You want to look at the width as well. If your shoes are too narrow, they’re going to squeeze your toes and maybe cause them to be on top of each other putting pressure that way.
Also, try with the same socks that you’re going to be running in.
It’s worth bearing in mind if you’re buying a pair of shoes and getting ready for a race or something you’re going to be doing where it’s much hotter that your feet will naturally swell a little bit. So, take that into account as well.
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The slightly less obvious cause is actually having shoes that are too big.
You might think “loads of space for your toenails. It’s great.”
Bigger shoes means that your foot can actually be moving around a lot and on every step, your toenails can be shunting to the front of your shoe getting that extra pressure.
Talking about keeping your foot securely in the shoe leads me on to shoelaces and how you tie your shoes up.
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Lacing & Elastic Laces
You really want to make sure you’ve got an even pressure through your laces the whole way up.
This is going to hold your foot nice and firmly but obviously not so tight you’re going to lose circulation.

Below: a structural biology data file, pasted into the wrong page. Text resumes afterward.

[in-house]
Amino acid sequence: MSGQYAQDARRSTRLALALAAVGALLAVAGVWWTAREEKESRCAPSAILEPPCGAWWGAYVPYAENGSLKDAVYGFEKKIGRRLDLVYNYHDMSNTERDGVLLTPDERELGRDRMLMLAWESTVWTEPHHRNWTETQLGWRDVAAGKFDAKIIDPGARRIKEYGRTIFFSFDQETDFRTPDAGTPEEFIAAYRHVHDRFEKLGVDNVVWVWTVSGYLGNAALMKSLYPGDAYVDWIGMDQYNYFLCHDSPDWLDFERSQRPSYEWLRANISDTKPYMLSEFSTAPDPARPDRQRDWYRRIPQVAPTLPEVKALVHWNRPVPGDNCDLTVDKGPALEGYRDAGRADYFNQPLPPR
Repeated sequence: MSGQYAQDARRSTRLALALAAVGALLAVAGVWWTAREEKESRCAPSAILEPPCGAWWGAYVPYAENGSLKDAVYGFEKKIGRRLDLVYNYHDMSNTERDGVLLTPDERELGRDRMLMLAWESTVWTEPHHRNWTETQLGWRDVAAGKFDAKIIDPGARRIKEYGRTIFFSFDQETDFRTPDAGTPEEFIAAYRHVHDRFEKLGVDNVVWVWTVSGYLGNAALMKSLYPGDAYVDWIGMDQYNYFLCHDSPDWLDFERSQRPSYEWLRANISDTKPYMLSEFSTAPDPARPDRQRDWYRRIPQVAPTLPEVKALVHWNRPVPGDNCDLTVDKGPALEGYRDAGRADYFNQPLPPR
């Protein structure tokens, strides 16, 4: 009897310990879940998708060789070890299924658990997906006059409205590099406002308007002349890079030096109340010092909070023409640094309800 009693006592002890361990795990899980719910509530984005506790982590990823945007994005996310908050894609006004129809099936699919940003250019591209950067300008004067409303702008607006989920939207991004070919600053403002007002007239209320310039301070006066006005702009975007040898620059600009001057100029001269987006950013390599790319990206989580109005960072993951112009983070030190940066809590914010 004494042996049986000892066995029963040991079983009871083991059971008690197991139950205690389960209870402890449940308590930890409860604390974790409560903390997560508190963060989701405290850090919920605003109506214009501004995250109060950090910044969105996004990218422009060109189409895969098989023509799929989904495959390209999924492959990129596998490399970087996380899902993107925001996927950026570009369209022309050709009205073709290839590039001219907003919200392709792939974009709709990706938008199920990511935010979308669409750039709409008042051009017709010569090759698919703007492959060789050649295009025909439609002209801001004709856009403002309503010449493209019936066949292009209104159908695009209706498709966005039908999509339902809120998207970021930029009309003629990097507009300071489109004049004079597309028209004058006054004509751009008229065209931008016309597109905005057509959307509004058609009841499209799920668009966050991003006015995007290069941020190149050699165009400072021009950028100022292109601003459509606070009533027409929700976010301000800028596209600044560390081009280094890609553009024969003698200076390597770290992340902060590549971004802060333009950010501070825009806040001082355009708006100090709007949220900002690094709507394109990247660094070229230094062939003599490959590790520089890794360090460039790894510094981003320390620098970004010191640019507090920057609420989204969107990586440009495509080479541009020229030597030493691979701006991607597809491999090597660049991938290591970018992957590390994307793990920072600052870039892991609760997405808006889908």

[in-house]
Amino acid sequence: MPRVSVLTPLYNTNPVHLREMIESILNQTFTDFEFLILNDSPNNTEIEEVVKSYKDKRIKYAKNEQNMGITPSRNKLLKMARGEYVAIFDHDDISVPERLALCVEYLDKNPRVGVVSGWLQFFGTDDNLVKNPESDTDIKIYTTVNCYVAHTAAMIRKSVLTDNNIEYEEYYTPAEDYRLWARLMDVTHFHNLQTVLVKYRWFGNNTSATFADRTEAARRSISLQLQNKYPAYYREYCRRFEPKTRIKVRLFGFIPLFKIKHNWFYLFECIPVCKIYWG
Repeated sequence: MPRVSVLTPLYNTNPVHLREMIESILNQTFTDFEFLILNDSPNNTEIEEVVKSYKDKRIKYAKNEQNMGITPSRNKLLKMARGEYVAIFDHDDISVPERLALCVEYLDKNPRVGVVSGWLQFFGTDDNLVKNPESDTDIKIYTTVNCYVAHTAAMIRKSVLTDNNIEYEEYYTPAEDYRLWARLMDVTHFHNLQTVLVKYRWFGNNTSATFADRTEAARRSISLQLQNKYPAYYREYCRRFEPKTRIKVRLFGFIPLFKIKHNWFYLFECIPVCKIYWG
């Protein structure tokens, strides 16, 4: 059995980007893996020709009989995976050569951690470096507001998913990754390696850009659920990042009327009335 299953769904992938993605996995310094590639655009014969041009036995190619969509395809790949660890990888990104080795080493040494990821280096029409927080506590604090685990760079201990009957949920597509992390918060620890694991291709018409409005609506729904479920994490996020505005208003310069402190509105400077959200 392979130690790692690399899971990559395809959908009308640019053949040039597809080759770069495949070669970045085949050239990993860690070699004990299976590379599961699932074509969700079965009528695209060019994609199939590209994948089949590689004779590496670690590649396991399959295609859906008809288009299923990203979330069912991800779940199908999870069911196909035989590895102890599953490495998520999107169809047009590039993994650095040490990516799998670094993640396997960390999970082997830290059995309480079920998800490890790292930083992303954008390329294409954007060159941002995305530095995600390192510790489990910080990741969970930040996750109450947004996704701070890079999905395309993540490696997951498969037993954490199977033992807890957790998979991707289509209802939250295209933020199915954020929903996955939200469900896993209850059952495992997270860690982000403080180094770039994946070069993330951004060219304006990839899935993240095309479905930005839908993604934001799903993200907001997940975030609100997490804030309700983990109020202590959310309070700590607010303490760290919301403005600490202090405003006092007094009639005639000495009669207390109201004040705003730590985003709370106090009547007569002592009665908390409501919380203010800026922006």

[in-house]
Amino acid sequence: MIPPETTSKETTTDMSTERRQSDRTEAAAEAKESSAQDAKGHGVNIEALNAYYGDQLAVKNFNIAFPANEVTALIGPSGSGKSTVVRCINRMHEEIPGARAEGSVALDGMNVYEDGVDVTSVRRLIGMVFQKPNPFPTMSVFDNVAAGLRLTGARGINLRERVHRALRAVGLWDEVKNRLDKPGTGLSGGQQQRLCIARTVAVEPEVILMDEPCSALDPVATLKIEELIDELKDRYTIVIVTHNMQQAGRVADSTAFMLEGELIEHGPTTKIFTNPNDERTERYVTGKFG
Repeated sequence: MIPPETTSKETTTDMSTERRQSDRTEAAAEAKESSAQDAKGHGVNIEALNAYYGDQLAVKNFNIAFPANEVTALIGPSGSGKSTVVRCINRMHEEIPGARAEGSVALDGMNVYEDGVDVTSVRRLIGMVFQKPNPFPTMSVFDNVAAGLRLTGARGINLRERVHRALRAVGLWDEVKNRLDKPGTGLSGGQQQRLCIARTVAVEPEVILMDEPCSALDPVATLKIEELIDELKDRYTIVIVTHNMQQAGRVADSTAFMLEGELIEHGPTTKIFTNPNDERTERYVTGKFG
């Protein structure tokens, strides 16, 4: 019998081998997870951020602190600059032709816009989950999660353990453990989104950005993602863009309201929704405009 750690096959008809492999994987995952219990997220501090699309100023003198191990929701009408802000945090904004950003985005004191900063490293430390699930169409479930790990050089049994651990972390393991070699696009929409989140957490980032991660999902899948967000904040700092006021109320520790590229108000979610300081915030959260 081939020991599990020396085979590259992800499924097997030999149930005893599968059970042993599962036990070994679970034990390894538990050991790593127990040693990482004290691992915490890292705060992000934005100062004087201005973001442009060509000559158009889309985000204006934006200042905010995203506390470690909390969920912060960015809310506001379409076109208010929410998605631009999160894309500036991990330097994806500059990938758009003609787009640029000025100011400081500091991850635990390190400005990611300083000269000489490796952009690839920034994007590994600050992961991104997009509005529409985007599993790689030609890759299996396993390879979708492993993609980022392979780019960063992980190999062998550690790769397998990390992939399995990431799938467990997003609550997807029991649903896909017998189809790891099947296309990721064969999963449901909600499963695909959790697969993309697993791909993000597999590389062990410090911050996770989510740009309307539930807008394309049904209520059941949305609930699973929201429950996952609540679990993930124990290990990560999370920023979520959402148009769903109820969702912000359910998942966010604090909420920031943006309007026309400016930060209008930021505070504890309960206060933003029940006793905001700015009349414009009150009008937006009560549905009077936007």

You just don’t want your foot to be moving around inside the shoe allowing for any pressure or rub points.
You can use a runner’s lock at the top of your shoe or the top of the laces to hold it in place that much more.
If you’re a triathlete, you might be used to using elastic laces and a lot of athletes will leave those in for their training as well.
These are super easy obviously for putting your shoes on, but it does mean that your foot’s not held so securely.
So, have a think about time saved over toenail comfort.
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Let’s talk about the type of runs…
Type of Run & Shoe Selection
I know there’s not that much you can do about the typical running you have or what you’ve got planned, but you can consider the footwear that you’re using for it.
Say you’re doing some serious off-road, then you’re going to make sure that you need a shoe that’s going to support your foot securely and give you that protection that you need.
And when it comes to running downhill, it’s really important to make sure your shoes are held securely.
So, elastic laces won’t do the job there. You want to have your shoes done up properly because every time your foot lands as you’re going downhill, it’s going to be slumming to the front and just really putting that pressure onto those toenails.
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Moisture & Waterproof Shoes
Moisture can make the issue worse too.
If your feet get wet from rain or sweat, then the skin becomes softer as do the nails and then they become more susceptible to being damaged.